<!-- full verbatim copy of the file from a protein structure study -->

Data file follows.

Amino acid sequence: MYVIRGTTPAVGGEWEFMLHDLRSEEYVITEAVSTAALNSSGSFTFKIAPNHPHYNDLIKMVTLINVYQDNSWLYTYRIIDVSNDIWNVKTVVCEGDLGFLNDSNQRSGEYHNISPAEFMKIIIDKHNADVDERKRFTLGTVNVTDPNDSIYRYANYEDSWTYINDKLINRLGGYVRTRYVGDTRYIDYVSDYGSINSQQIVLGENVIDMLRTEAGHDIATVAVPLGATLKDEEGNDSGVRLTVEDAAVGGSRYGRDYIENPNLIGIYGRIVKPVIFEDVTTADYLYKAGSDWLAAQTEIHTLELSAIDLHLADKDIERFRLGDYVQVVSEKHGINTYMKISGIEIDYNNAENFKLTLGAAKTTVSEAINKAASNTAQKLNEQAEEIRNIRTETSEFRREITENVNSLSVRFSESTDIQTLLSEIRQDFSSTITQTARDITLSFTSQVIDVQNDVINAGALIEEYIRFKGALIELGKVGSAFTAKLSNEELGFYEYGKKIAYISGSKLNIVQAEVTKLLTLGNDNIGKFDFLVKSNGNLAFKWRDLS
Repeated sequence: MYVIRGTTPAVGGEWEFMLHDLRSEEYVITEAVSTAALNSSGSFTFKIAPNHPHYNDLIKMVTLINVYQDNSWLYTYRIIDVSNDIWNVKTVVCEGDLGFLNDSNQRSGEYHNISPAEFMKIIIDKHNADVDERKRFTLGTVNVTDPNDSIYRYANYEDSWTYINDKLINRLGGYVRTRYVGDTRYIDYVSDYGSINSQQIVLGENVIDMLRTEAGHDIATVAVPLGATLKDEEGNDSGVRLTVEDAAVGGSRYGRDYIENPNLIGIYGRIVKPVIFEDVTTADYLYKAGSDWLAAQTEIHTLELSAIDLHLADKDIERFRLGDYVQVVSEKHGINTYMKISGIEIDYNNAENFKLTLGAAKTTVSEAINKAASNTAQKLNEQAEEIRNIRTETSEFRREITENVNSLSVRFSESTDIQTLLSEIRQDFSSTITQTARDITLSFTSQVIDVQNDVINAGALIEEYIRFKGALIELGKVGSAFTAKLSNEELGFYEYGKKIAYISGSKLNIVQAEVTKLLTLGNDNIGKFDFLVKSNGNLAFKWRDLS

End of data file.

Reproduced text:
Amino acid sequence: MYVIRGTTPAVGGEWEFMLHDLRSEEYVITEAVSTAALNSSGSFTFKIAPNHPHYNDLIKMVTLINVYQDNSWLYTYRIIDVSNDIWNVKTVVCEGDLGFLNDSNQRSGEYHNISPAEFMKIIIDKHNADVDERKRFTLGTVNVTDPNDSIYRYANYEDSWTYINDKLINRLGGYVRTRYVGDTRYIDYVSDYGSINSQQIVLGENVIDMLRTEAGHDIATVAVPLGATLKDEEGNDSGVRLTVEDAAVGGSRYGRDYIENPNLIGIYGRIVKPVIFEDVTTADYLYKAGSDWLAAQTEIHTLELSAIDLHLADKDIERFRLGDYVQVVSEKHGINTYMKISGIEIDYNNAENFKLTLGAAKTTVSEAINKAASNTAQKLNEQAEEIRNIRTETSEFRREITENVNSLSVRFSESTDIQTLLSEIRQDFSSTITQTARDITLSFTSQVIDVQNDVINAGALIEEYIRFKGALIELGKVGSAFTAKLSNEELGFYEYGKKIAYISGSKLNIVQAEVTKLLTLGNDNIGKFDFLVKSNGNLAFKWRDLS
Repeated sequence: MYVIRGTTPAVGGEWEFMLHDLRSEEYVITEAVSTAALNSSGSFTFKIAPNHPHYNDLIKMVTLINVYQDNSWLYTYRIIDVSNDIWNVKTVVCEGDLGFLNDSNQRSGEYHNISPAEFMKIIIDKHNADVDERKRFTLGTVNVTDPNDSIYRYANYEDSWTYINDKLINRLGGYVRTRYVGDTRYIDYVSDYGSINSQQIVLGENVIDMLRTEAGHDIATVAVPLGATLKDEEGNDSGVRLTVEDAAVGGSRYGRDYIENPNLIGIYGRIVKPVIFEDVTTADYLYKAGSDWLAAQTEIHTLELSAIDLHLADKDIERFRLGDYVQVVSEKHGINTYMKISGIEIDYNNAENFKLTLGAAKTTVSEAINKAASNTAQKLNEQAEEIRNIRTETSEFRREITENVNSLSVRFSESTDIQTLLSEIRQDFSSTITQTARDITLSFTSQVIDVQNDVINAGALIEEYIRFKGALIELGKVGSAFTAKLSNEELGFYEYGKKIAYISGSKLNIVQAEVTKLLTLGNDNIGKFDFLVKSNGNLAFKWRDLS